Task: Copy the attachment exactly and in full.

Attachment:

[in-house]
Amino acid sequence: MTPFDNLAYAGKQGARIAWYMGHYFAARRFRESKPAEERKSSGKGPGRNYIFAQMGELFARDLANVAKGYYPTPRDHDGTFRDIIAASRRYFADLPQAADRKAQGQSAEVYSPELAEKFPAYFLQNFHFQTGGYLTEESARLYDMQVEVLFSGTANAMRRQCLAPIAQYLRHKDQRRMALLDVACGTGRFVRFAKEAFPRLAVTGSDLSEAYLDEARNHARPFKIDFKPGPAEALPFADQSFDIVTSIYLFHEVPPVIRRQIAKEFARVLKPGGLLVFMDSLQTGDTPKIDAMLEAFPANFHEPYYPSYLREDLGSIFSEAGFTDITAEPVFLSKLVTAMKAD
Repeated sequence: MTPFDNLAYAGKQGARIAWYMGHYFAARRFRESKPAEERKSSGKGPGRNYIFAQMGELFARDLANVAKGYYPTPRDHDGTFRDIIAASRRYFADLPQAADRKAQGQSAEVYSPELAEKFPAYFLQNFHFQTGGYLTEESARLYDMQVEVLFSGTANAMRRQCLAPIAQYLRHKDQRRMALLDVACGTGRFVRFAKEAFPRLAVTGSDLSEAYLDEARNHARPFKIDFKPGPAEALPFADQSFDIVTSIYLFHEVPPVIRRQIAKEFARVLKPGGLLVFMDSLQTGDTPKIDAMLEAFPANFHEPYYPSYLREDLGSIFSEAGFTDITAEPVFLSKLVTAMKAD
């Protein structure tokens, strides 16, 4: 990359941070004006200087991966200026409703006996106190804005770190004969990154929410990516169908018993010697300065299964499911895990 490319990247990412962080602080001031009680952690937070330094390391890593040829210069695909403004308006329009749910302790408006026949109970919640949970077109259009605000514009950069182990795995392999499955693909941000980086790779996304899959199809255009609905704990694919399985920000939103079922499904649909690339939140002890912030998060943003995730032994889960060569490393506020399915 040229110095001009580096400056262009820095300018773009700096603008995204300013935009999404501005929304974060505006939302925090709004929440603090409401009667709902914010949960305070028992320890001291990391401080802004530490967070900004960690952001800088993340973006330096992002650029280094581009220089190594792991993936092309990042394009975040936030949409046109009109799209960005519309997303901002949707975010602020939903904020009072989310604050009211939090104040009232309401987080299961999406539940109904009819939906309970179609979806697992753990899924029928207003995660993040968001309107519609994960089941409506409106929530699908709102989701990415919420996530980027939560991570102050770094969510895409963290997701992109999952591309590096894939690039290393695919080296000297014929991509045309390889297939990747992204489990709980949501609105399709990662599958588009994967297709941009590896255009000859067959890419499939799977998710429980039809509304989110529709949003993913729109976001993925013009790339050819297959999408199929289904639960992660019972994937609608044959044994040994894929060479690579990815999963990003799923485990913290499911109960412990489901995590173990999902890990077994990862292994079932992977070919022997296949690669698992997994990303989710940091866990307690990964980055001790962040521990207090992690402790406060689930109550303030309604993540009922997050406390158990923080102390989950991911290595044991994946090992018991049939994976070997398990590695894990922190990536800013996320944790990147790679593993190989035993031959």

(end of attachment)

[in-house]
Amino acid sequence: MTPFDNLAYAGKQGARIAWYMGHYFAARRFRESKPAEERKSSGKGPGRNYIFAQMGELFARDLANVAKGYYPTPRDHDGTFRDIIAASRRYFADLPQAADRKAQGQSAEVYSPELAEKFPAYFLQNFHFQTGGYLTEESARLYDMQVEVLFSGTANAMRRQCLAPIAQYLRHKDQRRMALLDVACGTGRFVRFAKEAFPRLAVTGSDLSEAYLDEARNHARPFKIDFKPGPAEALPFADQSFDIVTSIYLFHEVPPVIRRQIAKEFARVLKPGGLLVFMDSLQTGDTPKIDAMLEAFPANFHEPYYPSYLREDLGSIFSEAGFTDITAEPVFLSKLVTAMKAD
Repeated sequence: MTPFDNLAYAGKQGARIAWYMGHYFAARRFRESKPAEERKSSGKGPGRNYIFAQMGELFARDLANVAKGYYPTPRDHDGTFRDIIAASRRYFADLPQAADRKAQGQSAEVYSPELAEKFPAYFLQNFHFQTGGYLTEESARLYDMQVEVLFSGTANAMRRQCLAPIAQYLRHKDQRRMALLDVACGTGRFVRFAKEAFPRLAVTGSDLSEAYLDEARNHARPFKIDFKPGPAEALPFADQSFDIVTSIYLFHEVPPVIRRQIAKEFARVLKPGGLLVFMDSLQTGDTPKIDAMLEAFPANFHEPYYPSYLREDLGSIFSEAGFTDITAEPVFLSKLVTAMKAD
């Protein structure tokens, strides 16, 4: 990359941070004006200087991966200026409703006996106190804005770190004969990154929410990516169908018993010697300065299964499911895990 490319990247990412962080602080001031009680952690937070330094390391890593040829210069695909403004308006329009749910302790408006026949109970919640949970077109259009605000514009950069182990795995392999499955693909941000980086790779996304899959199809255009609905704990694919399985920000939103079922499904649909690339939140002890912030998060943003995730032994889960060569490393506020399915 040229110095001009580096400056262009820095300018773009700096603008995204300013935009999404501005929304974060505006939302925090709004929440603090409401009667709902914010949960305070028992320890001291990391401080802004530490967070900004960690952001800088993340973006330096992002650029280094581009220089190594792991993936092309990042394009975040936030949409046109009109799209960005519309997303901002949707975010602020939903904020009072989310604050009211939090104040009232309401987080299961999406539940109904009819939906309970179609979806697992753990899924029928207003995660993040968001309107519609994960089941409506409106929530699908709102989701990415919420996530980027939560991570102050770094969510895409963290997701992109999952591309590096894939690039290393695919080296000297014929991509045309390889297939990747992204489990709980949501609105399709990662599958588009994967297709941009590896255009000859067959890419499939799977998710429980039809509304989110529709949003993913729109976001993925013009790339050819297959999408199929289904639960992660019972994937609608044959044994040994894929060479690579990815999963990003799923485990913290499911109960412990489901995590173990999902890990077994990862292994079932992977070919022997296949690669698992997994990303989710940091866990307690990964980055001790962040521990207090992690402790406060689930109550303030309604993540009922997050406390158990923080102390989950991911290595044991994946090992018991049939994976070997398990590695894990922190990536800013996320944790990147790679593993190989035993031959």